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Goodell continues push for HGH testing

NFL commissioner Roger Goodell responds to a question

NFL commissioner Roger Goodell responds to a question during a news conference at the NFL meetings. (May 25, 2010) Credit: AP

NFL commissioner Roger Goodell continued his push to have all players tested for human growth hormone (HGH) to "protect the integrity of our game." 

The league has long been supportive of a testing program for HGH, although the players union has resisted on the grounds that they believe there is no reliable test. The league is currently negotiating with the NFL Players Association on a new collective bargaining agreement, and HGH testing is part of the talks.

"It's very important. It's about the integrity of the game. It's about player health and safety," Goodell told the Associated Press during a visit to the Redskins' training camp in Ashburn, Va. "It's about making sure that we're doing everything to protect our players and to protect the integrity of our game."

The NFL doesn't currently test for HGH, but players can be suspended if there is proof that they've used the substance.

"We think it's important to have HGH testing, to make sure we ensure that we can take performance-enhancing substances out of the game. Unfortunately, the only way to test for that, on any reliable basis right now, is through blood testing," Goodell said.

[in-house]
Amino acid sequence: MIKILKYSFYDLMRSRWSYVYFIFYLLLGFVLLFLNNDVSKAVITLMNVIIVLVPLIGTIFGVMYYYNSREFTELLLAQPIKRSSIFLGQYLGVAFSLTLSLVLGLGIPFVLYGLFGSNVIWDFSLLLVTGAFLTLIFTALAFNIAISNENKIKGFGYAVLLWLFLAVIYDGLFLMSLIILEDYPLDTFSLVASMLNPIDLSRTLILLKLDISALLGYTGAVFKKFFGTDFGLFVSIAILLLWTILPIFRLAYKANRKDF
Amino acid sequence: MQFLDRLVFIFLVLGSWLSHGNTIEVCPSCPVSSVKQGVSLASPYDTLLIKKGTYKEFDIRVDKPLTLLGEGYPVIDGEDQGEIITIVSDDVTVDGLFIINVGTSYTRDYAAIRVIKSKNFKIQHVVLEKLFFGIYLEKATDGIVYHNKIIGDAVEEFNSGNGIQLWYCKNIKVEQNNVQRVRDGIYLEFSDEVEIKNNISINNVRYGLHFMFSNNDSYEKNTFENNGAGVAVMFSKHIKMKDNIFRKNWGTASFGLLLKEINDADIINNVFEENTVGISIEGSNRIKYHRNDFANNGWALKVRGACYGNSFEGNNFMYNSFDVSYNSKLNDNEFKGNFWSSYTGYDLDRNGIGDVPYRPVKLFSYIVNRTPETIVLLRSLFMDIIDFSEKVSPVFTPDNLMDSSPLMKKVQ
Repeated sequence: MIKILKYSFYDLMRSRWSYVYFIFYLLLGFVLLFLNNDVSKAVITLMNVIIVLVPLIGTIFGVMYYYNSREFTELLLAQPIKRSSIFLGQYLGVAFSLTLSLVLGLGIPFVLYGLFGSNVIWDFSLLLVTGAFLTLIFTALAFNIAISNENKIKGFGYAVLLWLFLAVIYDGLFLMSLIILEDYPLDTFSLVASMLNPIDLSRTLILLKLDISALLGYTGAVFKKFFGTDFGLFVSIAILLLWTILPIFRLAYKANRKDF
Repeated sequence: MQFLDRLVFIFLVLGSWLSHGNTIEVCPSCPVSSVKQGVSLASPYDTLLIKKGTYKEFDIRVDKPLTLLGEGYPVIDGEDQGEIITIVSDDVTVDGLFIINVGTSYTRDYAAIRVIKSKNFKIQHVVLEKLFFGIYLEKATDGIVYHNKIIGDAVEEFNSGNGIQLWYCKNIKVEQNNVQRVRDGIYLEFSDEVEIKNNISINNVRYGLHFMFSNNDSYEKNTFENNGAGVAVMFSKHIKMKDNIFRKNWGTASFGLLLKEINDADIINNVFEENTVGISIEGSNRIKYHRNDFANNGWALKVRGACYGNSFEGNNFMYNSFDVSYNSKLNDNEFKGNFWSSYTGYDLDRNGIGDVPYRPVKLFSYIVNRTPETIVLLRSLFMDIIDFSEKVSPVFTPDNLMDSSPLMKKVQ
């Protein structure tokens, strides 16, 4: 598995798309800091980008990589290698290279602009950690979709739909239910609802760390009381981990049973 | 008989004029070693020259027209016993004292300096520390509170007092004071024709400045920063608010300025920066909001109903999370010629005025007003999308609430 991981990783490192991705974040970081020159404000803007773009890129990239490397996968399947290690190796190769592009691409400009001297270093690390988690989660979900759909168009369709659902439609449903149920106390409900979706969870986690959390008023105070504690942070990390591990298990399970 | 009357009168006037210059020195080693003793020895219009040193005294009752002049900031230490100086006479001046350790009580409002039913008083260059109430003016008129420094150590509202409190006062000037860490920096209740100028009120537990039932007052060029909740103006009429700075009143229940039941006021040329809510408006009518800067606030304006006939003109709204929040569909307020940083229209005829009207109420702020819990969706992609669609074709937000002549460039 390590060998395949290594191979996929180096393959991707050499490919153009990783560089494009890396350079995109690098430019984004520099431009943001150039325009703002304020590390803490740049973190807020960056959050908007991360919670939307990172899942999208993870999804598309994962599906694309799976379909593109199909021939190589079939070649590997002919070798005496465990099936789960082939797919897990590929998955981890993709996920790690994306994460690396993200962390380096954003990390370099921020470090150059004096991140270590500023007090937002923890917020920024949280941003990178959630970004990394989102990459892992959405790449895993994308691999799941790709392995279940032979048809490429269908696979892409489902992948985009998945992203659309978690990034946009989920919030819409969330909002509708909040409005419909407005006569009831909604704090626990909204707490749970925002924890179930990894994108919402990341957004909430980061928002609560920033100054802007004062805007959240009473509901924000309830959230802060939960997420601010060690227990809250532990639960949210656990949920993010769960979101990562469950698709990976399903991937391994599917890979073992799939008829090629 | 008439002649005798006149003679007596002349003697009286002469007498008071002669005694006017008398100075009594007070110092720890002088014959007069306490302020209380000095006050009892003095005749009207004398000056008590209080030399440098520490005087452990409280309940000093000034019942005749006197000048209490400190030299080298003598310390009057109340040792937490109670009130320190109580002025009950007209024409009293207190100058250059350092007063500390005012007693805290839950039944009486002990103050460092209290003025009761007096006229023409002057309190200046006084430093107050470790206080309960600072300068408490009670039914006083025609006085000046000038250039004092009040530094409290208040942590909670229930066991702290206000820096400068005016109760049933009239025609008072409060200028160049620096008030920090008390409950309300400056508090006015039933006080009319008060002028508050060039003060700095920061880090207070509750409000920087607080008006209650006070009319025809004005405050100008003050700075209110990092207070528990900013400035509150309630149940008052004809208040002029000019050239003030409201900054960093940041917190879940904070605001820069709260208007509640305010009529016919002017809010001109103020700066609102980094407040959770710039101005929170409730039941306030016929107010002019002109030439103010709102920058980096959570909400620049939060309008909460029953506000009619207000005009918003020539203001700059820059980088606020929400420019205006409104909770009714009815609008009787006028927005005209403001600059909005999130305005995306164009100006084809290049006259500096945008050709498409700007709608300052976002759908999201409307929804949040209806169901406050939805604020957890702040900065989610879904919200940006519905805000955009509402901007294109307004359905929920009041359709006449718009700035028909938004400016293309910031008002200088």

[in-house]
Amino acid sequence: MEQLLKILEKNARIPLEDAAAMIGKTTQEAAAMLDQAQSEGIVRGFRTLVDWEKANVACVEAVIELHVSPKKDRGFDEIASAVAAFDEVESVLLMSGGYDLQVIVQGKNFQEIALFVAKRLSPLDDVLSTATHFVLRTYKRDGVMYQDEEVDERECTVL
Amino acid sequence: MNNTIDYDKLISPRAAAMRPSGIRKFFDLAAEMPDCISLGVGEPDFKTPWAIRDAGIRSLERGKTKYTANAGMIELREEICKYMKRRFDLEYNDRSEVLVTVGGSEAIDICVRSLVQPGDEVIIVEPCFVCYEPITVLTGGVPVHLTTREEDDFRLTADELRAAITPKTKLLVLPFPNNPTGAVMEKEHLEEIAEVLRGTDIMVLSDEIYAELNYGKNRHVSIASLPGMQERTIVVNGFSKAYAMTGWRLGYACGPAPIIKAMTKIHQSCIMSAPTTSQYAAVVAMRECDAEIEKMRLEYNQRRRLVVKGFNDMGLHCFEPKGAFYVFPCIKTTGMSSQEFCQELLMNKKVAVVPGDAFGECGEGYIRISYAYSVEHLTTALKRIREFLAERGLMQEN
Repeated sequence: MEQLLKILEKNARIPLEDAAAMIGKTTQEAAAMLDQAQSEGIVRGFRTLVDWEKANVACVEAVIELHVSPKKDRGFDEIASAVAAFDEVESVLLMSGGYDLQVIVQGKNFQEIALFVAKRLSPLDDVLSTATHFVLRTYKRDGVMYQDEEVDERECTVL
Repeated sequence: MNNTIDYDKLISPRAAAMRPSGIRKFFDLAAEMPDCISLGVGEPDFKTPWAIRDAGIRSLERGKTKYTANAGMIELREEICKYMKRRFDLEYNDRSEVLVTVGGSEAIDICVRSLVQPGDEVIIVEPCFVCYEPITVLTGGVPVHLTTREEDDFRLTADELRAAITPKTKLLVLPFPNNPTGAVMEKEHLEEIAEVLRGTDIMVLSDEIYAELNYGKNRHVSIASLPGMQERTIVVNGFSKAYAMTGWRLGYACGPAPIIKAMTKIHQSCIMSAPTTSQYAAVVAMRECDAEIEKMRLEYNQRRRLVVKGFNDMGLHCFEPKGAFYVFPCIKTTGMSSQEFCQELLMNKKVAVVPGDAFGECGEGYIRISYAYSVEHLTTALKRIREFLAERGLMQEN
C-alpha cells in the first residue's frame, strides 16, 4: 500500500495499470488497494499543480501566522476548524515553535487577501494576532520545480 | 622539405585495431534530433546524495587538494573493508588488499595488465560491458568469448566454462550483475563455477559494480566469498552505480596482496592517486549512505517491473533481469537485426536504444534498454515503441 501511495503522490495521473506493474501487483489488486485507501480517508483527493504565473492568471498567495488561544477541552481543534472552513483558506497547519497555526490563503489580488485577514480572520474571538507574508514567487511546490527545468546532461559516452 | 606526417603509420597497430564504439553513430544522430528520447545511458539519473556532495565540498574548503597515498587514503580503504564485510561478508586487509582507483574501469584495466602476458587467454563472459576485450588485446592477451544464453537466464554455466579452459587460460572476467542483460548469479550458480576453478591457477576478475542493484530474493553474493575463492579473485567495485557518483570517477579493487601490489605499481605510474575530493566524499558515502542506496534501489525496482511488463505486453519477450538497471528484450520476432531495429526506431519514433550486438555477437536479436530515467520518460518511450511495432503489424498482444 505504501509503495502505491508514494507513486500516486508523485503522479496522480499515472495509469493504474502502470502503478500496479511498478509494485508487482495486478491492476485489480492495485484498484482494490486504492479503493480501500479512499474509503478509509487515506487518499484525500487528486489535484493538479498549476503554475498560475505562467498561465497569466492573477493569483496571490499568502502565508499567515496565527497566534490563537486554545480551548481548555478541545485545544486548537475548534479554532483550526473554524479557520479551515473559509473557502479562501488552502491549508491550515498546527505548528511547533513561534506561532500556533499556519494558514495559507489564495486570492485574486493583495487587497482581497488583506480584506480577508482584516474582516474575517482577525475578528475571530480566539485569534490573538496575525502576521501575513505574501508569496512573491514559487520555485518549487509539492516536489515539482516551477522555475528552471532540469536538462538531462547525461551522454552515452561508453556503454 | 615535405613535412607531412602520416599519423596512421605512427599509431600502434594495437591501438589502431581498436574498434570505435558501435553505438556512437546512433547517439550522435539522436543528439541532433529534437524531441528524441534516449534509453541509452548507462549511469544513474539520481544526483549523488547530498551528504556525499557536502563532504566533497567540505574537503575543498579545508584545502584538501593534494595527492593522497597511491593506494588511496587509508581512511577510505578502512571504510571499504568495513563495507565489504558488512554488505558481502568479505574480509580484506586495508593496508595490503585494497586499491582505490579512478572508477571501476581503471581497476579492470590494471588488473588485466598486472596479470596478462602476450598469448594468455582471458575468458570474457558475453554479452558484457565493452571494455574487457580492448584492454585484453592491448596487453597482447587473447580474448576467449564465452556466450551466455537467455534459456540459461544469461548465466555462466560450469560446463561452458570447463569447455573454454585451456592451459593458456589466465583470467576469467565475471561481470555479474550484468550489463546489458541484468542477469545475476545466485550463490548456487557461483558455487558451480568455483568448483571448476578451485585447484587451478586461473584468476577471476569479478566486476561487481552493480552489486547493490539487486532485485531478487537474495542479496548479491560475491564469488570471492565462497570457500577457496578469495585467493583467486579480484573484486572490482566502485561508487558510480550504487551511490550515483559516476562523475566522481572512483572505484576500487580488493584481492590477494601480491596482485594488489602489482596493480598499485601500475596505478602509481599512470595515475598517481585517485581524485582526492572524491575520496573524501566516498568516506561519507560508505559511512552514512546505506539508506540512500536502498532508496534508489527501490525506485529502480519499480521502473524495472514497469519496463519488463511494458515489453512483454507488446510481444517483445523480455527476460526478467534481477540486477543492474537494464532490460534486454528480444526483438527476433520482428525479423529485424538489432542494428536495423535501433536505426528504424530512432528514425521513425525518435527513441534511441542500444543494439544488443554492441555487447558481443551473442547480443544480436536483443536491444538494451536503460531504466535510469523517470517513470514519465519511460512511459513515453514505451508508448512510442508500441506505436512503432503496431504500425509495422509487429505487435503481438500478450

"And if your objective is to take it out of the game," he added, "that's the only way to do it. ... That's why we proposed it."

The NFLPA replied to Goodell's remarks by referring to a statement released earlier this year when similar calls were made for HGH testing. "The NFLPA along with the NFL has supported research to find a suitable test that will detect sustained HGH use," director of player services Stacey Robinson, a former Giants wide receiver, said. "We believe in and collectively bargained for a system that supports the testing of all banned substances. We look forward to discussing the NFL's proposed blood testing program in CBA meetings."

Last month, Major League Baseball implemented random blood testing for HGH in the minors, making it the first U.S. professional sports league to take that aggressive step against doping. Baseball was able to impose that on players with minor-league contracts because they are not members of the players' association, which means blood testing is not subject to collective bargaining.

During his appearance at Redskins camp, Goodell said NFL staff contacted Santana Moss about the Washington receiver's connection to a Canadian doctor charged with smuggling and supplying HGH.

Moss has told teammates he received treatments — not involving banned substances — from Dr. Anthony Galea. A U.S. criminal complaint filed in May charged Galea with conspiracy, smuggling, unlawful distribution of HGH and introducing the unapproved drug Actovegin into interstate commerce.

Tiger Woods is among the athletes who have acknowledged being treated by Galea. Woods has said he met with federal authorities investigating the doctor.

"We're following it. It's obviously part of an overall criminal investigation that we obviously are cooperating with and following very closely," Goodell said. "Certainly when a determination is made, then we'll determine our next step."

Asked about a possible suspension for Moss, Goodell said: "I like to know the facts first."

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